Looking to use alternative carrier gas from Helium


I am putting together a proposal for the owner of the company I work for to make flavors. I cannot purchase the GC/MS system until I can determine if I can use an alternative carrier gas with good resolution,selectivity, etc. We are looking at buying 7890A GC with a 5975C msd as a detector. In the past at another company I used same equipment with helium as a carrier gas and built a mass spec library including retention times, etc. Using the column - DB-5ms 40m x 0.18mm x 0.18um. Now that Helium is difficult to get, when we buy this equipment from Agilent I want to start off using a carrier gas that is in constant supply. I understand I will have to update retention times for thousands of peaks so I need to know what you guys think I should use as a carrier gas other than helium. Should I not use Nitrogen? I remember reading in the Agilent class books from classes I took a few years ago that nitrogen will give some overlapping peaks at some point in the column depending on phase.Is it still not a good alternative to helium now that we may not be able to get helium at times. Is hydrogen ok to use with mass spec using a hydrogen generator? Could I use a combination of two gases?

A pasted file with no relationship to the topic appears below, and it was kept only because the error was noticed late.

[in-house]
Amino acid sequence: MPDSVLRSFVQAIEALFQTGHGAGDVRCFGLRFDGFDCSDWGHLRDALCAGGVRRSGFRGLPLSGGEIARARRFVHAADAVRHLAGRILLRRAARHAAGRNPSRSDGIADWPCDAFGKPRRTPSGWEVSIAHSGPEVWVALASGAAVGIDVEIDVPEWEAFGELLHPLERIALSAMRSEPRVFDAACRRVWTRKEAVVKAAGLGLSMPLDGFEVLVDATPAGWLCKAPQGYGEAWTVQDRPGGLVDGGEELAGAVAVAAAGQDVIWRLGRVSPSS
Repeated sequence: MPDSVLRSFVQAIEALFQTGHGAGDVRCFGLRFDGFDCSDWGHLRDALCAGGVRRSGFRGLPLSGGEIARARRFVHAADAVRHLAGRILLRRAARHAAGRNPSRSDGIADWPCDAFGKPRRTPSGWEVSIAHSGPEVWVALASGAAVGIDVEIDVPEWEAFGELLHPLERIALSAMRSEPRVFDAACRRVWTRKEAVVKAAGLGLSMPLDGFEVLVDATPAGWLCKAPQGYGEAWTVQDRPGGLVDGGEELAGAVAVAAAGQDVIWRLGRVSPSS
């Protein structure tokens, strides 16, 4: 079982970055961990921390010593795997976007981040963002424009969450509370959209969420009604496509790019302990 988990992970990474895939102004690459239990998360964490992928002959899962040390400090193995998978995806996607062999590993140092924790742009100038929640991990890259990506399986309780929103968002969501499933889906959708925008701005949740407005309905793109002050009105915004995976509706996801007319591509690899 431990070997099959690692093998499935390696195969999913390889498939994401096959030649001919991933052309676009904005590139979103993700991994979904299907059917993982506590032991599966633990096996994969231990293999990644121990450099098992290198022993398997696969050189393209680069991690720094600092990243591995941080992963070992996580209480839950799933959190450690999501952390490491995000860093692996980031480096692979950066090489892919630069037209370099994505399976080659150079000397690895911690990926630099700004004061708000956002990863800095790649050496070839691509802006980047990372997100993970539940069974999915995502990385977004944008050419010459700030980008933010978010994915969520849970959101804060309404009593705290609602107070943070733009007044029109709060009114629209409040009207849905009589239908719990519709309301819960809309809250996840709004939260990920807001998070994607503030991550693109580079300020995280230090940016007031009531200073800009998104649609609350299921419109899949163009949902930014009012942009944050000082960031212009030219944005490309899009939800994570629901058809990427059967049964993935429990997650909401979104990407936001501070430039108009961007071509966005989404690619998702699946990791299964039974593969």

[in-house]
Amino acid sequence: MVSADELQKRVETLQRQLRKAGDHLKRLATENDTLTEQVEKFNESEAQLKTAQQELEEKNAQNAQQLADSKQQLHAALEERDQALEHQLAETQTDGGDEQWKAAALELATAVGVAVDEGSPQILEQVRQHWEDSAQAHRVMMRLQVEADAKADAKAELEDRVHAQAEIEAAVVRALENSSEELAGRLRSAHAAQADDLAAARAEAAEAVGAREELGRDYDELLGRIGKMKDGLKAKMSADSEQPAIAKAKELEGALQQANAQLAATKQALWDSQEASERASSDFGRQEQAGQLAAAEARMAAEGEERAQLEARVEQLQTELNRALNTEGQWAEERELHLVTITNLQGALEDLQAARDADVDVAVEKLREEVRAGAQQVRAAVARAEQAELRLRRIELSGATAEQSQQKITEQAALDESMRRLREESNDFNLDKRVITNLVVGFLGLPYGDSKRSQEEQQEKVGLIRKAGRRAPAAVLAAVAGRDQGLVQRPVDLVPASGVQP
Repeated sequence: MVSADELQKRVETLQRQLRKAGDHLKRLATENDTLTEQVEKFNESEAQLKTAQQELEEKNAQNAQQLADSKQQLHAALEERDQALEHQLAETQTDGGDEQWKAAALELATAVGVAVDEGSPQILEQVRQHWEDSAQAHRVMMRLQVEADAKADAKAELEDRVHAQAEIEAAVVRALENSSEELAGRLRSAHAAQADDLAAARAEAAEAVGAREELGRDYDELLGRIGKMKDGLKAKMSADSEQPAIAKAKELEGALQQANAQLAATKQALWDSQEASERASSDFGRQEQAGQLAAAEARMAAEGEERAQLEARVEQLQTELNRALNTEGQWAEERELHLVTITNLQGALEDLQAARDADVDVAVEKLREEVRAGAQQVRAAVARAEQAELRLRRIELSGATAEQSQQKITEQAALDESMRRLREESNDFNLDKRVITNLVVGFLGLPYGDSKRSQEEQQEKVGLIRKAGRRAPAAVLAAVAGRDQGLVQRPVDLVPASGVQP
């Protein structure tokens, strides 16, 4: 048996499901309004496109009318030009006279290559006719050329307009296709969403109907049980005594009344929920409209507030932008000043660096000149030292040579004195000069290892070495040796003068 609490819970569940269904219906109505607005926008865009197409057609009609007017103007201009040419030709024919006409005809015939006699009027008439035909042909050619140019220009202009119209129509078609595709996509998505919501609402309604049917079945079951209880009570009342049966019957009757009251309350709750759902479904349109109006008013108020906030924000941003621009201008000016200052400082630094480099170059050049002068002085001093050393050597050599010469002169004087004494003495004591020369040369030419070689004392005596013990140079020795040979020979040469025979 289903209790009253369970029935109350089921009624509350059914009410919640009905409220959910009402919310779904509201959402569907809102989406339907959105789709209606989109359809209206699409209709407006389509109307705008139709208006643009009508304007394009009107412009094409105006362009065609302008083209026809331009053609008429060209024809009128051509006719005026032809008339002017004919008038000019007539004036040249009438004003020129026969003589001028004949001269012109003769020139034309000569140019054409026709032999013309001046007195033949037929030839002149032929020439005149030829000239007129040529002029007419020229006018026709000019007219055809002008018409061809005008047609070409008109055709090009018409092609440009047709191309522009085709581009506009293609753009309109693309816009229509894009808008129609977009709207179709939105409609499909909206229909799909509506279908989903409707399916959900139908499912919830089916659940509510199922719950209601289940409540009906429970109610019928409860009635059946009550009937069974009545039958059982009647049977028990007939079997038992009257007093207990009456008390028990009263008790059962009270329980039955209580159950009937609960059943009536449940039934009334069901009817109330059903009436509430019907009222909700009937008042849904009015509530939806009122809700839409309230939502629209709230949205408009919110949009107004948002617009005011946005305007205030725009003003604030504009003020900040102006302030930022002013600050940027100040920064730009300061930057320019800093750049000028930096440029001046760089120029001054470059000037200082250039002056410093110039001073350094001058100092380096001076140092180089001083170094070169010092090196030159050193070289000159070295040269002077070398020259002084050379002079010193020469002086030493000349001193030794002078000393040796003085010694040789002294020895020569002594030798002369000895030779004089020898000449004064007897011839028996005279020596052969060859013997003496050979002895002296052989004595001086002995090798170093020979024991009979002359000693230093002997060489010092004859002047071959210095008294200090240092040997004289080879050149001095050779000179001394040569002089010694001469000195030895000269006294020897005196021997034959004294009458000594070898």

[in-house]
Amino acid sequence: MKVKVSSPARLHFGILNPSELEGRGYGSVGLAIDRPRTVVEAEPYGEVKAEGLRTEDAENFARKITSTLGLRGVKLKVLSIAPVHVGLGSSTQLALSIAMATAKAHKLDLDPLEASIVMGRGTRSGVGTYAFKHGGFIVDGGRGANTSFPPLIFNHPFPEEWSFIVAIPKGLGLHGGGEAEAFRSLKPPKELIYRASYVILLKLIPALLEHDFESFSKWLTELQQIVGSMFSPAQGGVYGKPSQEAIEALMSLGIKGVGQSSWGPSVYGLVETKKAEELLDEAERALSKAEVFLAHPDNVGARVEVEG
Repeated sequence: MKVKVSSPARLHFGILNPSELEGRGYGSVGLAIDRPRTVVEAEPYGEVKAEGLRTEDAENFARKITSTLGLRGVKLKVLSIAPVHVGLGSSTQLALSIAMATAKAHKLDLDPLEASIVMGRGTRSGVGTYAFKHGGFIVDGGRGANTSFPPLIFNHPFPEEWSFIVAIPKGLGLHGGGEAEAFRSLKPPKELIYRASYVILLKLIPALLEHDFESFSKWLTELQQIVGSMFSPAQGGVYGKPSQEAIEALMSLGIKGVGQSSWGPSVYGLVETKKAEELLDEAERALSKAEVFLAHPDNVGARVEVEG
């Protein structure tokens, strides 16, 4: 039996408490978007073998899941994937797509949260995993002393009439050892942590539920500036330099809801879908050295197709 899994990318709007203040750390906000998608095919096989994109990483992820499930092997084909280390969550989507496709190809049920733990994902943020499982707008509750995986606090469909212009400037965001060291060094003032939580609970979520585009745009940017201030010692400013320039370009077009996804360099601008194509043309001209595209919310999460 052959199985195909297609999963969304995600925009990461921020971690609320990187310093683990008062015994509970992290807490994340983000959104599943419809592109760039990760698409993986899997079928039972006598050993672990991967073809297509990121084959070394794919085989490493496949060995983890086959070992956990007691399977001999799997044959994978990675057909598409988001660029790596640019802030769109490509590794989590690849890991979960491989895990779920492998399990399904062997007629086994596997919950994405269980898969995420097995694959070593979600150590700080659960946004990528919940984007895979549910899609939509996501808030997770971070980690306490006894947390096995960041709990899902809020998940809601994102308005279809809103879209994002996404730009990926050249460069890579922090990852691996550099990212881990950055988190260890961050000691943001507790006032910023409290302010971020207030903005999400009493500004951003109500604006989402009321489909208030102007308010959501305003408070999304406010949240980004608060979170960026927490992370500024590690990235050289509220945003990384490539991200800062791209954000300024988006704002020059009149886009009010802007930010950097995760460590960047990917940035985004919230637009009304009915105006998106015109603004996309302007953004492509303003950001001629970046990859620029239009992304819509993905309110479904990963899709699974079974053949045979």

Also, is there a newer method translation software so I could translate the old method and column to using a new type of column and carrier gas that may keep retention times somewhat close to original method. If I have to start over on the retention times then that is fine.

Thank you,

Dan Lingo

  • Hydrogen should be fine, but with a couple of issues. It is harder to pump down to high vacuum, but you are using a 0.18 ID column which only needs about half the amount of carrier gas amount for the same results as a 0.25 column. H2 is potentially reactive with some analytes in a hot injector; but assuming that you are using split injection that would be less of a problem, as you would be injecting a larger amount of analyte, so it is less likely to be degraded. Low level splitless injections could be more of a problem. H2 can give slightly different mass spectra than He, so Library searches may not be as reliable, but I have not found that to be much of a problem. H2 is a more efficient carrier gas (Look at Van Deemter curves for He, H2 and N2) so you can get better separations in the same time for H2 compared with He, or shorter analysis times for the same resolution.


    Hydrogen generators do have a number of advantages: they only generate relatively small amounts of hydrogen, so if you have a leak, they are much safer than a large cylinder; and they can generate hydrogen as pure as 99.99999% so you don’t need filters/purifiers in the gas line. However, the cost of ownership can be higher than using high purity H2 cylinders and purifiers.


    If your instrument uses another carrier gas as well as hydrogen the instrument background can be very high for several days as hydrogen "strips" previous contamination from surfaces. I agree with James' post, N2 is not a good choice.




  • I will add a comment to Tim's post here. I would recommend gas trap especially with a H2 generator. I have had many issues through the years with H2 generators adding water and other impurity's to the background. Gas traps are cheap insurance against replacing an EPC module or two



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